So last fall I decided to jump back up to full frame. Wound up with a used 5D II, Samyang 14mm, Zeiss 21 and a Sigma 50 to go along with the 100-400L. Pretty set then. I then got the idea I wanted to have two cameras for any close tornado interceptsand other situations where it would be great to have two bodies ready, with different focal lengths on them. So I picked up a Canon 6D with the 24-105L kit. Not much later I got buyers remorse and realized I did not need all this. I could easily get by with my old T2i and a 50mm on it for the second closer body. See if a tornado is passing close by, it's great to have an ultrawide angle lens on. But it would also be nice to have something a bit closer in. I shoot video too, so there's really no time to be switching lenses. Anyway, I decided to sell the 5D II I bought six months ago and the 24-105 that just came with the 6D. I lost about $550 on the 5D II since I had sent it to Canon to be serviced and well selling it for $300 less than I just bought it. I'm an idiot sometimes, especially this jumping to full frame and then back to crop stuff, which should be over now. Selling the 5D II and the 24-105 put almost $2000 back in my pocket, which felt better. But it also put a lens buying bug right back into me. Kept thinking of a macro lens but knowing it'd be a waste of money, as I'd never use it. But kept thinking about it. Then kept thinking of a used 85L, which also wouldn't serve me much use. I wanted an ultra fast wide angle but that is only 24mm and above and I already had a 14 and a 21, both which are really damn nice. Shooting the Milky Way, Zodiacal light, Auroras and even storm structure at night with an ultra fast wide angle got the best of me though and I picked up a Samyang 24mm F1.4 for $500. This was really all around a great move. Dump the second full frame body/5D II idea and 24-105 kit lens and have some change with a 24mm F1.4 to go with the rest I already had.
I 2 day air'd the lens with the idea of going to the Badlands soon to shoot the Milky Way. Knew the moon would be getting better and rising like 2-3 a.m. or later. Obviously important to factor that in, with knowing how high up the Milky Way would be when. I used wunderground's explore astronomy deal to see where things would be and when. Then google earth night view to make sure what constellations made up the good parts of the galaxy. I was there last spring and knew it would at least be higher up than that time, given it was a month later now. I for sure wanted to maximize all ops, so I wanted at least some moon to be there for part of it, but for sure there to be good views of it without any moon. I knew about when would be good, just needed the lens to get here and to factor in cloud cover. It pays to be a storm chaser with some weather background for that part, even as simple as it might be.
But then the snow storm hit May 1st. Knew it was coming but not sure how well it would pan out. It panned out well. I was not about to miss a historic snow event. So I stuck around here during that. May 1-2, 2013 Historic Eastern Nebraska Snowfall 6 inches of snow in eastern NE May 1st! For reference Omaha has 3 records of measurable snow falling in May and the most was 2 inches. They get 3 out of this, while my town just north of there gets 6...truly historic. I chased that around town for 6 hours the night of the 1st, then 6 hours the next morning early after little sleep. During that 2nd day I sorta kicked my ass in the snow, making a snowman and otherwise exhausting myself roaming the hills.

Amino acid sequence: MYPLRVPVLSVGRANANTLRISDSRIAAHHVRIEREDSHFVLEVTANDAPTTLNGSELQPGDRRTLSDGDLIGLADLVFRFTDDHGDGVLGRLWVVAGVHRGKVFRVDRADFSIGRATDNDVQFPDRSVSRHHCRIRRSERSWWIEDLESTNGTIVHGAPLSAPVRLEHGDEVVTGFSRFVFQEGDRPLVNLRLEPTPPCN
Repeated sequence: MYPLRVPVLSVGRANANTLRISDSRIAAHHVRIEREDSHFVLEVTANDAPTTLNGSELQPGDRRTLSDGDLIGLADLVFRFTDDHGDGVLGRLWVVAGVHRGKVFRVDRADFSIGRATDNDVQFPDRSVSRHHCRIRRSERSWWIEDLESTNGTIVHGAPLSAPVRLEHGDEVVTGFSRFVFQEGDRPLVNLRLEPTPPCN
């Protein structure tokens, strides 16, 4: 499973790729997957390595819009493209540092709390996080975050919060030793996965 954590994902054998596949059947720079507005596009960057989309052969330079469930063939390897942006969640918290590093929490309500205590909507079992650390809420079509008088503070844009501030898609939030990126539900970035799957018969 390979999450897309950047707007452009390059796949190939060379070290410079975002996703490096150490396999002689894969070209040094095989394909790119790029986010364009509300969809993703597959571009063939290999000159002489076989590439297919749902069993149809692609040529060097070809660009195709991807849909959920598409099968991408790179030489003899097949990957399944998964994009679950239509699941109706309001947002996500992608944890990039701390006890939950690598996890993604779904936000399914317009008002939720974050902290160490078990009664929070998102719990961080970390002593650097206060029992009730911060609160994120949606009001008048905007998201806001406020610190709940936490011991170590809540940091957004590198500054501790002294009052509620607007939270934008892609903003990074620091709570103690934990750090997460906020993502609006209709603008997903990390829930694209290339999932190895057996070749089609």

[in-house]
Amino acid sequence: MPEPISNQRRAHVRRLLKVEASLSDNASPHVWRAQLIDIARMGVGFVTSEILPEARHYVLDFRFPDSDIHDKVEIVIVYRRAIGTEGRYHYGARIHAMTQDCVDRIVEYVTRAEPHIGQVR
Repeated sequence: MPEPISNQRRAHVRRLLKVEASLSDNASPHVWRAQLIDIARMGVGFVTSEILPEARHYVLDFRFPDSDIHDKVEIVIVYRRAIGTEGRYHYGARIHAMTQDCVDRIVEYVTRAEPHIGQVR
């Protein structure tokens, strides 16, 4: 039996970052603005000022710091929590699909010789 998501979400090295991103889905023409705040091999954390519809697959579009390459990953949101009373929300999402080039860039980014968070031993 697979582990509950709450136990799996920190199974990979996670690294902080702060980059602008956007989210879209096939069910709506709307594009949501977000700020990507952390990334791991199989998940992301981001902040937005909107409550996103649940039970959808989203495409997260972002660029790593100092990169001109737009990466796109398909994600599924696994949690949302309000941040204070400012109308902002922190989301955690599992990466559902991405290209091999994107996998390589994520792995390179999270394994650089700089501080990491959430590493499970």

By the 3rd I was worn the hell out. Here is the thing though. The snow maker was supposed to cut off and become a big upper level low that would pivot back westward on the 3rd. The 2nd actually looked the biggest lock for cloud free conditions in the Badlands but that just wasn't happening after documenting the snow event. The 3rd was really interesting as far as cloud forecasting. Behind these big upper level lows you will often get super drying as air sinks there. The problem was the models were insisting a big batch of moisture/clouds would be moving southeast across Wyoming and Montana. Looking at satellite the morning of the 3rd confirmed this, big nasty clouds moving southeast. But what was prog'd to happen was, as the upper low began moving back west, it would halt those clouds and leave a sinking area of really dry clear air. It was such a small area though. Any shift east or west with things and could be in the Badlands with clouds.
The other problem was I saw potential chase days 8th through the 10th well south and I have a harder time pulling the trigger on those if I just went somewhere. Thought, I don't want to hex myself going to the Badlands then blowing off what turn out to be good chase days. The other thing is, if you go shoot all night and get what you want, there's little sense in staying there. But the problem is you never got any sleep. The thought was, well I could try and nap for a couple hours on the 3rd before leaving, leave, shoot there all night, then leave for the drive back home before sunrise. It's almost 6 hours away though. Those drives home after doing that can truly suck. (and it did)
I get crap ready and then take that 2 hour nap, not thinking I'd actually go but to be safe I'd get the nap in, which I needed anyway. I wake around 1pm and the clouds in MT/WY were really concerning. One just didn't feel real sure that the big low to the east pivoting back west would stop all the moisture and keep it super clear like it gets behind upper lows. Because really I wanted SUPER clear. You can see this well on water vapor images. Wanted in the dry max so the stars seem touchable.